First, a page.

The Power to Pardon in Medieval and Early Modern Christianity: Exceptions and Diversities

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International Workshop

Thursday, 2 November 2023 to Friday, 3 November 2023


Käte Hamburger Kolleg (Iduna Building)
Room 7011
Servatiiplatz 9
48143 Münster


Prof. Dr. Ulrike Ludwig
Käte Hamburger Kolleg "Einheit und Vielfalt im Recht"

Dr. Quentin Verreycken
Université catholique de Louvain


by 15 October 2023

via Indico

Please follow the link and click "Register now"


In the medieval and early modern Christian world, the power to exercise pardon over rigor of justice was one of the strongest manifestations of sovereignty and, as such, it was almost ubiquitous. While the Pope was probably one of the first monarchs to initiate an extensive use of pardon after establishing the Apostolic Penitentiary in the thirteenth century, he was rapidly imitated by lay rulers – kings, princes, and even magistrates – who started to grant letters of pardon for those who petitioned for clemency after committing a crime. For these merciful rulers, the exercise of pardon was a means to enforce peace and impose their authority and justice over any other jurisdiction, whereas for the subjects, it was primarily a way to save their lives and escape punishment that was often less expensive than other mitigating practices. For historians and legal scholars, finally, studying the predominant role of pardon in medieval and early modern societies raises the question on how these pardons operated in complex legal systems characterized by a plurality of legal orders, where various means of conflict resolution coexisted, interacted, and sometimes replaced each other, while litigants had to navigate between multiple levels of authorities.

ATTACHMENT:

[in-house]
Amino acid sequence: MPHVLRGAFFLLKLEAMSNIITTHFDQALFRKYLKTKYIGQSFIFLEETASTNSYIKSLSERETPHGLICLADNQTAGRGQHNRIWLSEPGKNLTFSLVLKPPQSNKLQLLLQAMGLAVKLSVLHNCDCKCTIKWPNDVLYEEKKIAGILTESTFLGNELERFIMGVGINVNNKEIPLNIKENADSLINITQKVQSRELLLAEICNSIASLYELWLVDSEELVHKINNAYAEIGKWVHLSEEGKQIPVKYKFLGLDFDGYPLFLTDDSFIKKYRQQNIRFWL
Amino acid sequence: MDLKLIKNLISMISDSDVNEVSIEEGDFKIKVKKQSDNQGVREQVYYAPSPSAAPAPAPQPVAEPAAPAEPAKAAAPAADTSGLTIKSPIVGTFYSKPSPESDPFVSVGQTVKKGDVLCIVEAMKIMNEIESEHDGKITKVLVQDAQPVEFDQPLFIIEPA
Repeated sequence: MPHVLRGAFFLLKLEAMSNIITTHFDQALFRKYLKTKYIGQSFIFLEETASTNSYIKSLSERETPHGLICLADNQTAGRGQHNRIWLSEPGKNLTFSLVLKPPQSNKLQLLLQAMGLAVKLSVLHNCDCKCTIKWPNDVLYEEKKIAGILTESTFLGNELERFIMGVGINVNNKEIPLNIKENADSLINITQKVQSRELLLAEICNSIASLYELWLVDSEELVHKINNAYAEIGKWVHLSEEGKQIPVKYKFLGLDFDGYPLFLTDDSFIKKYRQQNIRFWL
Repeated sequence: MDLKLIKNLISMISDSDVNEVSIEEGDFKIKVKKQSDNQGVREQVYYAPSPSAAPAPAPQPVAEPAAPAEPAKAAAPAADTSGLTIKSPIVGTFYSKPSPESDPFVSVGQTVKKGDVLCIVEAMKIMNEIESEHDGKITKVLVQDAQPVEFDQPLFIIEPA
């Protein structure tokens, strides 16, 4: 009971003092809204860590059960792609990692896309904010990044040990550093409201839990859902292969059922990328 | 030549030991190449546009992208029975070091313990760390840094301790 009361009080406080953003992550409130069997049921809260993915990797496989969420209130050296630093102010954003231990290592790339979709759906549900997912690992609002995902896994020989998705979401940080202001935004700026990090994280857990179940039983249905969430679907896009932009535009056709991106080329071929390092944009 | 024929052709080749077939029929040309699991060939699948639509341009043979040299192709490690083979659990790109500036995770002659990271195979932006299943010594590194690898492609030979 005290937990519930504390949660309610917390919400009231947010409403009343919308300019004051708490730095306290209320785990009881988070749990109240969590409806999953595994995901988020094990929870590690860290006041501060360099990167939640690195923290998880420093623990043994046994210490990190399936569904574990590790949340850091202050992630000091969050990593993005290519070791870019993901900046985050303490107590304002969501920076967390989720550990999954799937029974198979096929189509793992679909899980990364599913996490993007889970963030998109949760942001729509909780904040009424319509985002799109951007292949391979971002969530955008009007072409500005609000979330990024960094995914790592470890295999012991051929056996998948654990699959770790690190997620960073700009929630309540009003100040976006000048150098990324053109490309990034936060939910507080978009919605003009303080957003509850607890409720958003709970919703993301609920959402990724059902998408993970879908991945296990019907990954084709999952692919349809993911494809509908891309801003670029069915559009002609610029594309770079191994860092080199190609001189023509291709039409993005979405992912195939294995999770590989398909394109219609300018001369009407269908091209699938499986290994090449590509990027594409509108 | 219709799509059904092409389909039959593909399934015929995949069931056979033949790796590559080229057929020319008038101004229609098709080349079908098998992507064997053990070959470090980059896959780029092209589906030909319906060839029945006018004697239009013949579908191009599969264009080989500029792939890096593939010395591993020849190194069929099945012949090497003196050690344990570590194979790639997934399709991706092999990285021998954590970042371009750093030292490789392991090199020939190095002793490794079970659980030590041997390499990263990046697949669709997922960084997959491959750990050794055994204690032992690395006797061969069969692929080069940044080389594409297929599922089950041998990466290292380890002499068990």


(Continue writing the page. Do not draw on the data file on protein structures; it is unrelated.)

Thursday, 2 November 2023

Quentin Verreycken (Louvain-la-Neuve), Ulrike Ludwig (Münster) | Welcome and introduction

Theme 1: Discussing pardon, norms, and legal pluralities

Chair: Quentin Verreycken

Philippa Byrne (Oxford) | The absolution (or not) of Solomon: theology, law, and politics in a twelfth-century debate on an exceptional case

10.30–11.00 | Coffee break

Bernadette Meyler (Stanford) | Grace or forgetting? Acts of oblivion in historical context

12.00–14.00 | Lunch

Theme 2: Pardon, legal practices, and agencies

Chair: Eva Schlotheuber (Düsseldorf)

Elisabeth Lusset (Paris) | Competition or complementarity of pardons? When supplicants turn to both the Apostolic Penitentiary and the King of France (15th century)

15.00–15.30 | Coffee break

Darlene Abreu-Ferreira (Winnipeg) | Pardons for and by racialized and enslaved individuals in pre-modern Portugal

Tomás A. Mantecón (Santander) | Justice, gendered agency and royal pardon in Old Regime Spain

18.30 | Dinner

Friday, 3 November 2023

Theme 3: Pardon, multilevel of power, and the construction of sovereignty

Chair: Ulrike Ludwig

Rudi Beaulant (Dijon) | From the duke to the king. Pardoning criminals in Dijon under the king of France after 1477

Luke Giraudet (Louvain-la-Neuve) | The power to pardon as a tool of governance: the case of the Spanish Low Countries, 1540-1633

11.00–11.30 | Coffee break

Gerd Schwerhoff (Dresden) | Hanging or pardoning? Coping with the rebels after the Peasant’s War of 1525

12.30–14.30 | Lunch

Simon Berggren (Umeå) | Petitions for mercy and the construction of royal authority in Early Modern Sweden

Nancy Kollmann (Stanford) | The Tsar’s power to pardon

16.30–17.00 | Coffee break

Xavier Rousseaux (Louvain-la-Neuve) | Summary Keynote

Penitence, penalty, and pardon: How Medieval and Early Modern practices of forgiveness have shaped the Western conception of violence, power, and justice

Final discussion

19:00 | Dinner